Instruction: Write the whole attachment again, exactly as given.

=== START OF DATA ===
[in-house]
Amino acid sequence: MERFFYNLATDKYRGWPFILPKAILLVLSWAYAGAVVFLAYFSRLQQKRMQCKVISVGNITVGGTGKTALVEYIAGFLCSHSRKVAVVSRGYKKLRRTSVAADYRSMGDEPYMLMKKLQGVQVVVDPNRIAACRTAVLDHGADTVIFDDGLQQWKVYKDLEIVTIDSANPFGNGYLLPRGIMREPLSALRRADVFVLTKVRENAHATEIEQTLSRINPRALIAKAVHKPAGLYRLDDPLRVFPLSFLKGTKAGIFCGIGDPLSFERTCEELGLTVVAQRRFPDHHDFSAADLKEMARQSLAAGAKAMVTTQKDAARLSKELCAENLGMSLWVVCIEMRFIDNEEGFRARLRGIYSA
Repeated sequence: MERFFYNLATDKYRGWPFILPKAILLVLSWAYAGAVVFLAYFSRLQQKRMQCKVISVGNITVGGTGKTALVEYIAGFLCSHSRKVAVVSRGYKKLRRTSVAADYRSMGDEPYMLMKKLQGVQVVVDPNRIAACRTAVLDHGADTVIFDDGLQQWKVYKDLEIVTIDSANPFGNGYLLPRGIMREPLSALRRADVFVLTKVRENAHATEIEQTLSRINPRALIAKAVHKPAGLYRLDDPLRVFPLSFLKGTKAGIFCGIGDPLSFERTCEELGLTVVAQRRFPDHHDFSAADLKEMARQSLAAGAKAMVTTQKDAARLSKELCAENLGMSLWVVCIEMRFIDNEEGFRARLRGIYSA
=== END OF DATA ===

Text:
[in-house]
Amino acid sequence: MERFFYNLATDKYRGWPFILPKAILLVLSWAYAGAVVFLAYFSRLQQKRMQCKVISVGNITVGGTGKTALVEYIAGFLCSHSRKVAVVSRGYKKLRRTSVAADYRSMGDEPYMLMKKLQGVQVVVDPNRIAACRTAVLDHGADTVIFDDGLQQWKVYKDLEIVTIDSANPFGNGYLLPRGIMREPLSALRRADVFVLTKVRENAHATEIEQTLSRINPRALIAKAVHKPAGLYRLDDPLRVFPLSFLKGTKAGIFCGIGDPLSFERTCEELGLTVVAQRRFPDHHDFSAADLKEMARQSLAAGAKAMVTTQKDAARLSKELCAENLGMSLWVVCIEMRFIDNEEGFRARLRGIYSA
Repeated sequence: MERFFYNLATDKYRGWPFILPKAILLVLSWAYAGAVVFLAYFSRLQQKRMQCKVISVGNITVGGTGKTALVEYIAGFLCSHSRKVAVVSRGYKKLRRTSVAADYRSMGDEPYMLMKKLQGVQVVVDPNRIAACRTAVLDHGADTVIFDDGLQQWKVYKDLEIVTIDSANPFGNGYLLPRGIMREPLSALRRADVFVLTKVRENAHATEIEQTLSRINPRALIAKAVHKPAGLYRLDDPLRVFPLSFLKGTKAGIFCGIGDPLSFERTCEELGLTVVAQRRFPDHHDFSAADLKEMARQSLAAGAKAMVTTQKDAARLSKELCAENLGMSLWVVCIEMRFIDNEEGFRARLRGIYSA